“Hi,” I greeted her, and the heat rose to my face.

dr Nelson waved his hand in my direction. “Dee, why don’t you show Patricia the lung lab and spend the rest of the afternoon going over its functions.”

And spend the night with me, I thought and then checked myself. Suddenly, full of energy, I jumped out of the chair to follow her as she stepped out the door.

Over the next few weeks, I found every possible excuse to visit the pulmonary function lab or accompany Dee on her rounds of patients on ventilators. dr Nelson was more than happy to hand me over to her.

Dee taught me a tremendous amount about lung physiology. Even some of the cardiopulmonary surgeons back then didn’t understand how to monitor their patients on ventilators or how to interpret blood gases and other readings of lung function. Dee intervened, made suggestions and opposed them, including Dr. Nelson when she thought they were jeopardizing patient care. I was in awe of her.

One morning in April, Dr. Maize, a cardiovascular surgeon, entered his postoperative patient’s room, turned various controls on the ventilator, and walked out. The alarm sounded, warning Dee and I to return to the room. We found the patient fidgeting in his bed. dr Maize had already left the intensive care unit (ICU).

Dee frowned. “No wonder he’s excited. Corn increased the flow rate to 90!” She adjusted the dials back to the correct setting.

The cover of Patricia Grayhall’s Making the Rounds.

Book cover photo: Cecilia Lim

I followed her like a puppy, absorbing her knowledge and admiring her chutzpah with her superiors in the medical hierarchy.

Sometimes we ate lunch together. I really wanted to know something about her private life. Two weeks into the elective, I decided to do some research.

“What do you like to do on your days off?” I asked, turning the salt shaker on the table between us.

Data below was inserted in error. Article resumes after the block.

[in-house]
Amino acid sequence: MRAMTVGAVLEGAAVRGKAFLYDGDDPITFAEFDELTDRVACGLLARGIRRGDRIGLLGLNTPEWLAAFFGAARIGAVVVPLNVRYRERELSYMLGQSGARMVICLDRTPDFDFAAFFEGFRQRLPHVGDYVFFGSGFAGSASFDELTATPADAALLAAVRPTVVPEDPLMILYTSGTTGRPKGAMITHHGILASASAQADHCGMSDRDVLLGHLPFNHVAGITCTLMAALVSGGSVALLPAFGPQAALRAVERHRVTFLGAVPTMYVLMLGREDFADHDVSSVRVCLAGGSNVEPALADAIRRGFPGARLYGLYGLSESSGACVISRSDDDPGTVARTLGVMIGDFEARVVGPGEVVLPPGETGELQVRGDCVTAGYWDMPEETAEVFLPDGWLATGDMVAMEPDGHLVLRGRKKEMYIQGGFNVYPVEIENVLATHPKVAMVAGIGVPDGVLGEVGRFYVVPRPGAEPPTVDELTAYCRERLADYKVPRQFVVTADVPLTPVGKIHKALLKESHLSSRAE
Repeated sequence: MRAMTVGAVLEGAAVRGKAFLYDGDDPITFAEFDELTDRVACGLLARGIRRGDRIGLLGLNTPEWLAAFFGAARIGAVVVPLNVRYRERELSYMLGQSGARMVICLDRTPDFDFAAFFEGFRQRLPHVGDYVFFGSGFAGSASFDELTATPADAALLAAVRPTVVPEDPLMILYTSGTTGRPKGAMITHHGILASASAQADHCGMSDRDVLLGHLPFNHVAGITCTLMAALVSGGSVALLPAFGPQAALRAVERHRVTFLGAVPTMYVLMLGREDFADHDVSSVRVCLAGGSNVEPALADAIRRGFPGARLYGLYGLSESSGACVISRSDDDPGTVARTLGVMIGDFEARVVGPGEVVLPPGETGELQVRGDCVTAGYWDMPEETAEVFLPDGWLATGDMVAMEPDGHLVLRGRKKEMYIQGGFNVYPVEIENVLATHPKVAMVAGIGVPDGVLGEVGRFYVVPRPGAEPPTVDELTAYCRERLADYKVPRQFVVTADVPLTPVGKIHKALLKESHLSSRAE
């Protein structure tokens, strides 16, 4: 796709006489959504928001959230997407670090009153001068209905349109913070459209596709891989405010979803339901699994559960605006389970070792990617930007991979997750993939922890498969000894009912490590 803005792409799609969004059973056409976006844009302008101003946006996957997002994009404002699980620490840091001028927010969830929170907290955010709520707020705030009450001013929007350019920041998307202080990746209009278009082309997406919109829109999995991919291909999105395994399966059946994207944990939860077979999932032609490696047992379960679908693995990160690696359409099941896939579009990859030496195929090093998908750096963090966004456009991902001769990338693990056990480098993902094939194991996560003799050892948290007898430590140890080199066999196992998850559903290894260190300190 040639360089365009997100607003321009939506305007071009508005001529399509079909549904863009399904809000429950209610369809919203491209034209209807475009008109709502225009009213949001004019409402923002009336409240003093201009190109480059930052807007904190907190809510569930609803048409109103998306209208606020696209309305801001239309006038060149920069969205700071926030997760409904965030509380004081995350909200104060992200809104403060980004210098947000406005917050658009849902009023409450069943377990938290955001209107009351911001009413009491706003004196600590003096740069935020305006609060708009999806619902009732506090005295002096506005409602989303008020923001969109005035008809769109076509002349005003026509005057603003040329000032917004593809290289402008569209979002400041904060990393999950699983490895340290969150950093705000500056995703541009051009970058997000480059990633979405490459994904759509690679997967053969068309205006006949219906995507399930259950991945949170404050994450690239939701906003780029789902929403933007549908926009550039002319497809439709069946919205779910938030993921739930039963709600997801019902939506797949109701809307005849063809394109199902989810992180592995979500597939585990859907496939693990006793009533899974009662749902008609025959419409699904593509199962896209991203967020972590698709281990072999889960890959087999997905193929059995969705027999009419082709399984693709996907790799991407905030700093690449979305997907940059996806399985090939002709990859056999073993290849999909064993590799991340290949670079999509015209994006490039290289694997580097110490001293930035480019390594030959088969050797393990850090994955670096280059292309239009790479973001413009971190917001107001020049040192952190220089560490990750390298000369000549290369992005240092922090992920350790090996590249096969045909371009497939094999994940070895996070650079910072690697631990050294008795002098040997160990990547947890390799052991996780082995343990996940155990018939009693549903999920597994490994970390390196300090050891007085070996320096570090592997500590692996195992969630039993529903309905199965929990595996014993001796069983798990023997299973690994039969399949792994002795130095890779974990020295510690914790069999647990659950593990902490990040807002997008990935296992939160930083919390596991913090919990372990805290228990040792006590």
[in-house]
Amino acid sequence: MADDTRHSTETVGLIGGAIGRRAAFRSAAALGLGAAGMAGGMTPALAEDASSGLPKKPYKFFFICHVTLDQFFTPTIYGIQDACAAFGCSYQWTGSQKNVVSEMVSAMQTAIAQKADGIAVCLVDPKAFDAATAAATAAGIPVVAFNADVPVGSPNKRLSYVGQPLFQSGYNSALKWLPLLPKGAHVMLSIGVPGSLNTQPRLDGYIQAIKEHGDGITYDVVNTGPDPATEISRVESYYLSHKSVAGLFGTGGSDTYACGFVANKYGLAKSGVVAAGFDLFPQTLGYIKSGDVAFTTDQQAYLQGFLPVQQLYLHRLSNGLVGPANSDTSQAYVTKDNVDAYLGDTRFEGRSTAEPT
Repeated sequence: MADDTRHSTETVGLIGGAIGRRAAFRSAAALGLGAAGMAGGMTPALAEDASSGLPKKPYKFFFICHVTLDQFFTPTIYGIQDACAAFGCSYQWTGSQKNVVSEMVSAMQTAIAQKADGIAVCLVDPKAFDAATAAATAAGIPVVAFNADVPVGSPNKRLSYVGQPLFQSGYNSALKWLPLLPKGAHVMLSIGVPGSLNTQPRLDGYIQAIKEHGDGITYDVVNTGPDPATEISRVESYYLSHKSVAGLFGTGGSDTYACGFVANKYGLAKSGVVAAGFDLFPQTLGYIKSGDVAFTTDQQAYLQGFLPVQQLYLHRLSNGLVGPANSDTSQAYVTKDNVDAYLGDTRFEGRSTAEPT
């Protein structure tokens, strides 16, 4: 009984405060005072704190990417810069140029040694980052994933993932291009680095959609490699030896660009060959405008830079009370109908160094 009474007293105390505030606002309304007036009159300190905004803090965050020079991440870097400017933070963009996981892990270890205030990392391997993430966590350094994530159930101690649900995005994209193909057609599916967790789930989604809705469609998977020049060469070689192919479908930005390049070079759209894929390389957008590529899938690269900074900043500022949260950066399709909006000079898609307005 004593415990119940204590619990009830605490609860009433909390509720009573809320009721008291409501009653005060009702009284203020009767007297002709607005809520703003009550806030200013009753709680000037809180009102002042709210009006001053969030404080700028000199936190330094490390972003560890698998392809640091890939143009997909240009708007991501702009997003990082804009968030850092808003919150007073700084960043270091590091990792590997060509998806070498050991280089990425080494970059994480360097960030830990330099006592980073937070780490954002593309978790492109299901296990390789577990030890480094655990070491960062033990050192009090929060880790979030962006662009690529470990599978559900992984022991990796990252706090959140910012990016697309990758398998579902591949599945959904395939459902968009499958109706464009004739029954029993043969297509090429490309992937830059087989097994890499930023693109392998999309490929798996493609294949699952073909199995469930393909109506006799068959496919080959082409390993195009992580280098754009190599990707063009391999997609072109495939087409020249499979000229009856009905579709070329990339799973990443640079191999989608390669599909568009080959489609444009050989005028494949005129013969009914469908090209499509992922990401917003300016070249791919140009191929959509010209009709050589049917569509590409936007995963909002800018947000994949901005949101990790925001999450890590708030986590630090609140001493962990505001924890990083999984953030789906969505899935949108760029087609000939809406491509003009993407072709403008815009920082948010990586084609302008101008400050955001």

“Running up and down the hills on our snowmobiles, traveling in our RV, playing with the dogs,” she said.

“Are you married?” I noticed that she had used the plural.

“No, but I share a house with Brenda,” she told me pointedly. She got up and took her tray. “Shall we go upstairs and see how Mrs. Levin is?”

I thought about that as we got to the patients. I still didn’t have clear answers. She was living with a woman – what did that mean? Was she interested in me? Or could she ever be?

That Friday, as I was leaving for the weekend, I met Dee in the stairwell walking in the opposite direction.

“I’m going,” I said.

She stopped and looked up at me. “Are you doing anything interesting this weekend?”

“I thought I’d try to find someone to rape,” I ventured – and immediately winced and shoved my hands in my pockets. That wasn’t true. What am I thinking about right now??

Dee grinned and said without hesitation, “I’m sure you won’t have any problems.”

My stomach churned as she passed me on the way upstairs, and when I got to the parking lot, I jumped into my ’68 Ford Mustang, put it in gear and drove way too fast up the hill to my apartment in the Medical Towers, radio belting out Joni Mitchell’s “Help Me.”